May 23, 2012


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Steve Jobs: Business Leader. Genius. Asshole?

steve jobs by walter isaacson, photo by albert watson

There is probably no single brand I identify with more than the Apple brand. Apple products have had a massive impact on my life. I’ve probably spent upwards of $20,000 over the last 20 years on mac related software and hardware. It has been worth every penny.

I came into college right at the moment they integrated the Mac into the graphic design program. I have never practiced design without the computer. That may seem obvious to anyone under 30, but my life and chosen profession were dramatically influenced by the advent of the personal computer.

Steve Jobs had an awful lot to do with that.

I find it amusing how much Apple and Jobs are revered now by everyone. Over the years, while I was using macs and was an advocate for the “mac way of doing things” I would get grief from quite a few people: “Those products are so overpriced.” “Good luck finding software for that thing.” “4% market share of the personal computer market? What a joke!”

But now, because they are worth 500 Billion dollars. All of a sudden, they are geniuses. Jobs is the messiah. I never thought he was the messiah and was never one to watch the keynotes or immediately buy the latest product and upgrade my OS, sight unseen. I just loved the products they made. They were(and are) beautifully crafted. They allowed me to be more creative. They were designed. And I put them to use.

Sadly, Jobs has passed on. Way too young, but the mark he has left on the world can’t be denied. How he did it all is worth exploring. That is how I came to his biography, written by Walter Isaacson. It came out late last year and I’ve finally gotten around to reading it. It’s dense and multifaceted. Appropriate for the subject matter. Personally, the humanity of the story is what affected me the most and that’s what I’m going to talk about.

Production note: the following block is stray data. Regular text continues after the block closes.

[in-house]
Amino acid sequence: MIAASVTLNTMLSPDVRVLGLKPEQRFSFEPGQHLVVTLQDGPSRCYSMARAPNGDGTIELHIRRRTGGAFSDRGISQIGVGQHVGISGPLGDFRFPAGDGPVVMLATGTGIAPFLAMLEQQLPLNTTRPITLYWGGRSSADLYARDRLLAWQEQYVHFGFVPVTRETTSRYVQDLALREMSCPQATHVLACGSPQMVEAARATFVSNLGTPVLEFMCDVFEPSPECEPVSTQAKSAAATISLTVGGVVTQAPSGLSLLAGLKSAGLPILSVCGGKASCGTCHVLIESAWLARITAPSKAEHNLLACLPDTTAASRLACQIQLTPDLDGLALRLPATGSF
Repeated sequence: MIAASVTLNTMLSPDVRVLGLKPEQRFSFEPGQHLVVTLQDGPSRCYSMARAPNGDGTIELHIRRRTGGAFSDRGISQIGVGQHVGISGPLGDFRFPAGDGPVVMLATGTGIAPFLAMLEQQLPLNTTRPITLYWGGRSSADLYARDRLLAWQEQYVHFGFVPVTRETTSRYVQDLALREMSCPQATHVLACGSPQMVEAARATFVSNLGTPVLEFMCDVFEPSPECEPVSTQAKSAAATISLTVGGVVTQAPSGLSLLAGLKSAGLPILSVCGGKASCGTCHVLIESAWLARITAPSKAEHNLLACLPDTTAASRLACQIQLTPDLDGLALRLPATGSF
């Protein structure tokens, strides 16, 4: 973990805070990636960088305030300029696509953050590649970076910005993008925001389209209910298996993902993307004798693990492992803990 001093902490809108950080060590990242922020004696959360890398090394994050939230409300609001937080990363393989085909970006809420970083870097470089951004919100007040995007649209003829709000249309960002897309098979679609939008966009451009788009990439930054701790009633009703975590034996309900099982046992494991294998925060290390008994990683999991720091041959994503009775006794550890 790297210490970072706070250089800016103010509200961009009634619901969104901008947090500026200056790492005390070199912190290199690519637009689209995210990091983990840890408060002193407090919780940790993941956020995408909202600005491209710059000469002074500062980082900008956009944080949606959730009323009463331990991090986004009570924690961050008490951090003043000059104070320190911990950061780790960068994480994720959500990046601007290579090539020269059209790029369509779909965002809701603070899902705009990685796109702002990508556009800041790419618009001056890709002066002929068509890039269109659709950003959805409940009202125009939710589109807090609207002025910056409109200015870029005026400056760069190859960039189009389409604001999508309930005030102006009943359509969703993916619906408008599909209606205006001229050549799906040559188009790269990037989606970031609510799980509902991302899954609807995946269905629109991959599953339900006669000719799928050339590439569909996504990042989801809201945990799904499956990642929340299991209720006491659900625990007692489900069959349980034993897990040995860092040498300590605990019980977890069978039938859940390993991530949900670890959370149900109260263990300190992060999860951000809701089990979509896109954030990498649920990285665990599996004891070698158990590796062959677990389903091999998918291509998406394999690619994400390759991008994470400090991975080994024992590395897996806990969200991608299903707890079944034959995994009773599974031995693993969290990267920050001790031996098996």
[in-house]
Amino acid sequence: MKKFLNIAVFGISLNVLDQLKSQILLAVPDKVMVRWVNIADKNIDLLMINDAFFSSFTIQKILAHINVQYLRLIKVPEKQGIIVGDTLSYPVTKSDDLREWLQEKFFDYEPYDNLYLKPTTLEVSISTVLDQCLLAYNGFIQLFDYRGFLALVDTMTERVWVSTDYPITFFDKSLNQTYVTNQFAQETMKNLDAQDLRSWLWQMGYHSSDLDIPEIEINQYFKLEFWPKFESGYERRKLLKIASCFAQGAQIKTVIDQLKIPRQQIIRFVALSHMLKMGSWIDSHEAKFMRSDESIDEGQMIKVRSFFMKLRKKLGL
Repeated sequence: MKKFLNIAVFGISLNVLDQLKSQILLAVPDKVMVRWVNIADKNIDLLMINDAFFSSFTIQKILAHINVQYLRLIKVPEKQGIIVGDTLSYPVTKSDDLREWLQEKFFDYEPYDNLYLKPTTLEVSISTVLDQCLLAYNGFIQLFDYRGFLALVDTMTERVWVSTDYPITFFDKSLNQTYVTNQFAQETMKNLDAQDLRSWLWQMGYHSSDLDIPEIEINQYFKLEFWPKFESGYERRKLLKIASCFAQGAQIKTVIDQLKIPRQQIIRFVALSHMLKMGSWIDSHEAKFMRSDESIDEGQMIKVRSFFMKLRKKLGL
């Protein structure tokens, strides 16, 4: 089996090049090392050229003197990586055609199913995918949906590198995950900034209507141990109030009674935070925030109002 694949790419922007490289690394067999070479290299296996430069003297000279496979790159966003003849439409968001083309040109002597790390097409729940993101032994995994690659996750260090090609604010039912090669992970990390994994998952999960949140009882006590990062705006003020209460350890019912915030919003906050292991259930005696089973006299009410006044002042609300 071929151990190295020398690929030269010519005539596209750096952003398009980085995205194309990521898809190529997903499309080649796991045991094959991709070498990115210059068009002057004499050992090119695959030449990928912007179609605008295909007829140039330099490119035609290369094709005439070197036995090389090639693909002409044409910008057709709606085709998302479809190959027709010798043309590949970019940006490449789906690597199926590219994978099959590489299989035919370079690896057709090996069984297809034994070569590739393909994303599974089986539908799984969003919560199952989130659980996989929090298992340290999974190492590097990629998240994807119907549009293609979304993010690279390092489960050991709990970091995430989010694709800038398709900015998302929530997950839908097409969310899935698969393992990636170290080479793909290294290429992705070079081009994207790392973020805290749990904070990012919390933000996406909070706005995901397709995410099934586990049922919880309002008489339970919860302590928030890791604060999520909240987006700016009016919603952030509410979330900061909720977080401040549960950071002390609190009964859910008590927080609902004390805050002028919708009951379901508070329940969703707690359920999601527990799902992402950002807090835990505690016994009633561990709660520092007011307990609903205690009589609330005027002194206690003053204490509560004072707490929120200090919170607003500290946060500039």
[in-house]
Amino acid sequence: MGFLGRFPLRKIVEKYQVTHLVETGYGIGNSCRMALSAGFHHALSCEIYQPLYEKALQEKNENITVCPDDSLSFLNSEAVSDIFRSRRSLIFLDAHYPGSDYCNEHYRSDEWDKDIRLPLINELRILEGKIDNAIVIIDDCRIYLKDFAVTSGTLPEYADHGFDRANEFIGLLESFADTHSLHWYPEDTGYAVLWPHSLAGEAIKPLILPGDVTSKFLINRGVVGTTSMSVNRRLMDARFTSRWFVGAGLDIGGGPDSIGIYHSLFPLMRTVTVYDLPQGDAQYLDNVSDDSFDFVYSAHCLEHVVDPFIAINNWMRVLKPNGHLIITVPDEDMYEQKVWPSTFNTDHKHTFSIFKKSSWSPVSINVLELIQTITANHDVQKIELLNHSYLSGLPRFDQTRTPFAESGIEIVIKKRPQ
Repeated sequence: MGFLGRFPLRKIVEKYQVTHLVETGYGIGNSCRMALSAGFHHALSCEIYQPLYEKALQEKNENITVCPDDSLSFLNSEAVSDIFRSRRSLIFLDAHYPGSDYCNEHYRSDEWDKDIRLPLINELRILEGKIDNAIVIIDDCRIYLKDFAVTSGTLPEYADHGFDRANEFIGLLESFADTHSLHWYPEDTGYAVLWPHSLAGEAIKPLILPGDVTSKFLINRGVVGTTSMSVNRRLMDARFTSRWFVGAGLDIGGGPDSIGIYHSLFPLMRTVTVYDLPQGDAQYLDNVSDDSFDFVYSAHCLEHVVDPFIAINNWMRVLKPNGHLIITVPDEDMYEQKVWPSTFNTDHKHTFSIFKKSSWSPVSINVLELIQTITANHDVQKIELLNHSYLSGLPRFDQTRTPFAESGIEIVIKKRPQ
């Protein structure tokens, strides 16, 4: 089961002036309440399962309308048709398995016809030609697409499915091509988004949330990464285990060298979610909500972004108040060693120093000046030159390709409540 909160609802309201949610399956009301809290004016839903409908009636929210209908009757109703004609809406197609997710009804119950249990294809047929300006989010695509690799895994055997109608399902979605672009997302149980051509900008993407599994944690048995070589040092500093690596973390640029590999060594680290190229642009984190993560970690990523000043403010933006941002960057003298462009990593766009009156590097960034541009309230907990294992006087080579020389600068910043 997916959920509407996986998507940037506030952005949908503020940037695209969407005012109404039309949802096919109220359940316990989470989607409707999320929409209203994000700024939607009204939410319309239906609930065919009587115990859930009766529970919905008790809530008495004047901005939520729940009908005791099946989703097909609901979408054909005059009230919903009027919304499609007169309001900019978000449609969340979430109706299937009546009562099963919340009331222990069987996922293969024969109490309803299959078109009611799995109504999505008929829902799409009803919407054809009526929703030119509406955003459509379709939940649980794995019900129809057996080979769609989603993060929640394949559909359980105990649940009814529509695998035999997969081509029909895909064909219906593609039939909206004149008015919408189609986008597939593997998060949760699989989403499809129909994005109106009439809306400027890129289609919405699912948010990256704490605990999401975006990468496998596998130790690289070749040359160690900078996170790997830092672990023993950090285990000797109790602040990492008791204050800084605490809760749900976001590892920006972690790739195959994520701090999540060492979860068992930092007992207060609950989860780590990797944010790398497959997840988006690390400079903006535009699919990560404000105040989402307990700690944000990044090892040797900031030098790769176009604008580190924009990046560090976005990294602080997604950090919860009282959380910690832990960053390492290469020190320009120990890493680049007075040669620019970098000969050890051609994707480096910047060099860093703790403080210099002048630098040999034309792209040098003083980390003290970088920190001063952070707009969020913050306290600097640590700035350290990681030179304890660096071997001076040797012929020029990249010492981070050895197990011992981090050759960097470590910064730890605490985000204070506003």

Steve Jobs: Business Leader
Leadership is something I like to talk about. It’s a rare commodity and it’s mystified way too much. There are many different effective ways to lead. What fascinated me most about Jobs was his willingness to take risks in his ventures. He often put his money, reputation and the very survival of his business on the line. He wasn’t interested in making safe bets. He ended up becoming a business leader because he ultimately proved out that you can take risks and build products that may alienate one audience in order to delight another, yet still make a profit.

Steve Jobs: Genius
Who gets credit for what is a tricky conversation. Where an idea came from is sometimes relative. Did Jobs concept and design all the products that came out of Apple? Of course not. He worked with a ton of talented and brilliant people who contributed to the development of the company and its products. The genius of Jobs was the clarity of vision he possessed. The genius of Jobs was his ability to get people to produce work that was better than they ever believed they could do. The genius of Jobs was his ability to understand how technology and humanity converged and the faith that his instincts were right in the process of creation. In today’s decision-by-committee world, that is an increasingly rare view. His genius was hard to define, but proved out in the results.

Steve Jobs: Asshole?
A lot has been made of Jobs’ temperamental nature. The book has a multitude of accounts where he openly clashed with friends, family, colleagues and competitors. While he didn’t seem to be one who was motivated by the accumulation of wealth, he was fiercely competitive in nature—although I doubt he would admit it. Some of the decisions and interactions relayed in the book paint a picture of someone who could be callous and vindictive, but also sentimental and passionate. I think that very drive that allowed him to lead people to create world changing products also allowed him to wound people and cause strife.

One thing you cannot debate is his love for the products he helped create. His customers loved those products as well, and indirectly, they loved him because of it. In the end, isn’t that why we create anything? The act of creation is an act of love. My life has absolutely been improved because of the work of Steve Jobs.

For that I’ll always be grateful.

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You can buy Steve Jobs by Walter Isaacson here.
Photo credit: Albert Watson

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